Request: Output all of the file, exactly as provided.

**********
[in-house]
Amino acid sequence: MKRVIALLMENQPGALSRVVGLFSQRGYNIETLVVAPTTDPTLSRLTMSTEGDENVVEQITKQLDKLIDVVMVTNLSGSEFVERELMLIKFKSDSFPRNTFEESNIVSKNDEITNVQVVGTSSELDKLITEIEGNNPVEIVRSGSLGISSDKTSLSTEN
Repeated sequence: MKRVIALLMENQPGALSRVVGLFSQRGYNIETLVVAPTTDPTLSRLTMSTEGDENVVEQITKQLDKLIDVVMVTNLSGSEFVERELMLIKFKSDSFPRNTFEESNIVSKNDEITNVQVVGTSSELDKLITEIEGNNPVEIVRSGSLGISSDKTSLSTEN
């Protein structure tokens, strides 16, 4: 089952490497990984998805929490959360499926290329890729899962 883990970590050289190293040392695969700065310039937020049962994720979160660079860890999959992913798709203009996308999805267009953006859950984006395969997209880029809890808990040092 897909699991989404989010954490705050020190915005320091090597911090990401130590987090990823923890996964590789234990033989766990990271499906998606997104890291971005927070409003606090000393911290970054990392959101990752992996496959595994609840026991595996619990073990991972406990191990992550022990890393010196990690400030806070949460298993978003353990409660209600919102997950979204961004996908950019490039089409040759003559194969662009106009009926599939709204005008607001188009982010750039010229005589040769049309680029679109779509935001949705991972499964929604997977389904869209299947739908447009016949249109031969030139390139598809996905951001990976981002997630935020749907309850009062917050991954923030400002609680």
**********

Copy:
[in-house]
Amino acid sequence: MKRVIALLMENQPGALSRVVGLFSQRGYNIETLVVAPTTDPTLSRLTMSTEGDENVVEQITKQLDKLIDVVMVTNLSGSEFVERELMLIKFKSDSFPRNTFEESNIVSKNDEITNVQVVGTSSELDKLITEIEGNNPVEIVRSGSLGISSDKTSLSTEN
Repeated sequence: MKRVIALLMENQPGALSRVVGLFSQRGYNIETLVVAPTTDPTLSRLTMSTEGDENVVEQITKQLDKLIDVVMVTNLSGSEFVERELMLIKFKSDSFPRNTFEESNIVSKNDEITNVQVVGTSSELDKLITEIEGNNPVEIVRSGSLGISSDKTSLSTEN
């Protein structure tokens, strides 16, 4: 089952490497990984998805929490959360499926290329890729899962 883990970590050289190293040392695969700065310039937020049962994720979160660079860890999959992913798709203009996308999805267009953006859950984006395969997209880029809890808990040092 897909699991989404989010954490705050020190915005320091090597911090990401130590987090990823923890996964590789234990033989766990990271499906998606997104890291971005927070409003606090000393911290970054990392959101990752992996496959595994609840026991595996619990073990991972406990191990992550022990890393010196990690400030806070949460298993978003353990409660209600919102997950979204961004996908950019490039089409040759003559194969662009106009009926599939709204005008607001188009982010750039010229005589040769049309680029679109779509935001949705991972499964929604997977389904869209299947739908447009016949249109031969030139390139598809996905951001990976981002997630935020749907309850009062917050991954923030400002609680």